MEPs and other EU staff hid in restaurants and alleys in Strasbourg during a gunman’s rampage in the French city on Tuesday (11 December) evening.

The suspect was still on the loose on Wednesday morning after killing three people and injuring 12 others, six of them seriously, the night before.

France was also on “emergency alert”, with heightened security at border crossing points and Christmas Markets in what was being treated as a terrorist incident, its interior minister, Christophe Castaner, said on Wednesday.

The attack, which appeared to target Strasbourg’s Christmas Market, the largest in Europe, was carried out by a 29-year old man on a French intelligence watchlist, he added.

“He fought twice with our security forces,” before escaping, with 350 police on his trail, the minister said.

The shooting started at about 8PM in a sealed off part of Strasbourg city centre, where people had had to show their bags before entering, following previous Islamist threats.

Tuesday’s attack also fell in the middle of a European Parliament (EP) session in the city, the last before its vacation break.

MEPs, officials, and other EU personnel hid in restaurants and alleyways where they stayed put until almost midnight or later as French security services swooped in and sirens wailed.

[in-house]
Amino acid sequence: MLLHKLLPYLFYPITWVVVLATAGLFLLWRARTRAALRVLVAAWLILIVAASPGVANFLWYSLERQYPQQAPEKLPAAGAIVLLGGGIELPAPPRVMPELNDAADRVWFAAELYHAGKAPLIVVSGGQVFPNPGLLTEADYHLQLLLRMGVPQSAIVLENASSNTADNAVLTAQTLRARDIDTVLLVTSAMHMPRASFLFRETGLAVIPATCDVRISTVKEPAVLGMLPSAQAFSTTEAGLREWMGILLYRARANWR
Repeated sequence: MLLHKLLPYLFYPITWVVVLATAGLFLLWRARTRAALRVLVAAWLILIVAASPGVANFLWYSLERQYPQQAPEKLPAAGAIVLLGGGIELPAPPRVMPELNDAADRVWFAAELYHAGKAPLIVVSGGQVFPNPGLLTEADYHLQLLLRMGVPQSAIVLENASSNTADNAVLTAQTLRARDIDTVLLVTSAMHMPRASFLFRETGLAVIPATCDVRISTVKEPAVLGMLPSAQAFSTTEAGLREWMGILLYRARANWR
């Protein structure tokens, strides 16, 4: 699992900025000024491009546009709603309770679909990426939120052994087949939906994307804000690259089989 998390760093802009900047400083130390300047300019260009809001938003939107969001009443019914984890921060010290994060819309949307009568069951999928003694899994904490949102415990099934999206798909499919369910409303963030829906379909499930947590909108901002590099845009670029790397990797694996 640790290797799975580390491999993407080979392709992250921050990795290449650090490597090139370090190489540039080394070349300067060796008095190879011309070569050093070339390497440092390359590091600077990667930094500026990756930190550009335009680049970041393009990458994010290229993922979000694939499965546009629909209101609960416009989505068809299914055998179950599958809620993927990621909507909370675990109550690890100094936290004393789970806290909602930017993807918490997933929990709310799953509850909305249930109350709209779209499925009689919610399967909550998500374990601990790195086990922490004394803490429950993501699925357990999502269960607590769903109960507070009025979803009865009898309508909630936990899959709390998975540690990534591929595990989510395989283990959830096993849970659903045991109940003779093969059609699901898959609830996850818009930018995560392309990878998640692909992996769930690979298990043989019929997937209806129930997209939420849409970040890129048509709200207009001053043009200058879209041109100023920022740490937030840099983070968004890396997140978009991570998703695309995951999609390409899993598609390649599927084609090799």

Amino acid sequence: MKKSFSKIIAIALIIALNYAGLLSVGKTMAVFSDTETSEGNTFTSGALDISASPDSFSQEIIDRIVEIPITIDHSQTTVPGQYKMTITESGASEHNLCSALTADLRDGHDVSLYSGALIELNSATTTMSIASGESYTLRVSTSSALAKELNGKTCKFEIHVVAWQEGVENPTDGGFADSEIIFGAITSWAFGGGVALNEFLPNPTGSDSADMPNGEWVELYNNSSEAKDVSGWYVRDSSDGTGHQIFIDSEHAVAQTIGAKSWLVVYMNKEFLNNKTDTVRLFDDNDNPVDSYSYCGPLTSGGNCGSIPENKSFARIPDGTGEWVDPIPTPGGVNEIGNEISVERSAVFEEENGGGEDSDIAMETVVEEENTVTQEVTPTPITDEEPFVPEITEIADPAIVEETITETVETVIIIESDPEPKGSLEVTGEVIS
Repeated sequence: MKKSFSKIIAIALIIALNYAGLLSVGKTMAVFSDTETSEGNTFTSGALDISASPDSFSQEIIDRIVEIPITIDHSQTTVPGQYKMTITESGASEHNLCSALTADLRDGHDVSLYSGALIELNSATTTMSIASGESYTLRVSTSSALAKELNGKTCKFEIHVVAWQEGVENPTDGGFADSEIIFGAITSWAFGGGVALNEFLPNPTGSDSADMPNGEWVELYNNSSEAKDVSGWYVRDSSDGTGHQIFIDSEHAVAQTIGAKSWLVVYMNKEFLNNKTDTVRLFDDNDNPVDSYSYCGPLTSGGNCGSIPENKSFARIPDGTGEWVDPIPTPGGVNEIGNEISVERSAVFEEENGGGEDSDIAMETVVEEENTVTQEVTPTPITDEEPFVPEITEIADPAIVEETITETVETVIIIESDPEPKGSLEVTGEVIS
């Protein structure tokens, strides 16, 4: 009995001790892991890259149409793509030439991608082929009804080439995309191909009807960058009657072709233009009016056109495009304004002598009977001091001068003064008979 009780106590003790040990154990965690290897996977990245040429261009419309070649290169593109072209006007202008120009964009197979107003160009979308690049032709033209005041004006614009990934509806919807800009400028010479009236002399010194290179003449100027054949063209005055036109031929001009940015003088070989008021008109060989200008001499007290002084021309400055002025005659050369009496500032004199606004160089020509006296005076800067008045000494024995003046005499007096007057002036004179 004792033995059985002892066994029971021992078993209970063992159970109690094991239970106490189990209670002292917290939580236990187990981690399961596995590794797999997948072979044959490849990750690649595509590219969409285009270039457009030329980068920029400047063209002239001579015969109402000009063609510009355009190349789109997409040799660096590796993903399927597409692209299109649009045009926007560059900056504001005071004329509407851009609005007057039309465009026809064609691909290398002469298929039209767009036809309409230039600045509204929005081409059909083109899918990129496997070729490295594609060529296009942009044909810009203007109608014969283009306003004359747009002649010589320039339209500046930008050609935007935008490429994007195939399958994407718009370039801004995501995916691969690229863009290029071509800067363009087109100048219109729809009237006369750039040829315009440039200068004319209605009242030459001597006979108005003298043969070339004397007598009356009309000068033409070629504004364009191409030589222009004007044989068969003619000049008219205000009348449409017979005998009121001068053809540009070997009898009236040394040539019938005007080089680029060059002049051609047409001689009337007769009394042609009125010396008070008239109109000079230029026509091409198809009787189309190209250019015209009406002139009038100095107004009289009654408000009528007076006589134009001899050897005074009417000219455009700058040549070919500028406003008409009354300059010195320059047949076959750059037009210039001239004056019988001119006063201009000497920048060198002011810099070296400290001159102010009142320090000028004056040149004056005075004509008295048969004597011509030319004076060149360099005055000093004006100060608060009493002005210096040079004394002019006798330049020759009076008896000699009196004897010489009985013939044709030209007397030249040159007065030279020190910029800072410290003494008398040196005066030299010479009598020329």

Others stayed in lockdown in the EU parliament building.

“I just want to be home. I got the fright of my life last night,” one EU official who hid in a restaurant told EUobserver.

The “French police/army were amazing” in their reaction, but the French emergency phone number failed to take her calls during the crisis, she added.

The EU personnel kept family and friends in Brussels and other European cities abreast of developments via phone messages and tweets.

“Am in restaurant in centre of Strasbourg where shots fired with unconfirmed reports of three dead. Restaurant locked and not letting anyone in or out,” Richard Corbett, a British MEP, tweeted.

Danish and Swedish MEPs also spoke to national media as events unfolded.

Denmark’s Jens Rohde was with his wife and two children “right next to the street where the shots were fired and where the wounded are under blankets,” he told Danish newspaper Berlingske.

They were forced to stay put despite the cold weather “by police and anti-terrorist forces in heavy combat uniforms”, he said.

“There are lots of photographers and I can see that it’s serious,” he added.

“I am in a restaurant in misery,” Swedish MEP Anders Sellstroem told Sweden’s SVT broadcaster.

“We were told that there has been shooting and we have to stay in … but I feel calm,” he added.

The French president, Emmanuel Macron, who held crisis talks in Paris, voiced the “solidarity of the entire nation” with victims in a statement.

Antonio Tajani, the Italian EP president, added: “I express all my sorrow for the victims of the Strasbourg attacks”.

“This parliament will not be intimidated by terrorist or criminal attacks. Let us move on. We will continue to work and react strengthened by freedom and democracy against terrorist violence,” he said.

The last time France suffered terrorist attacks was in May and March in Paris and in Carcassone and Trebes in the south of the country, which claimed six lives, including those of both assailants.

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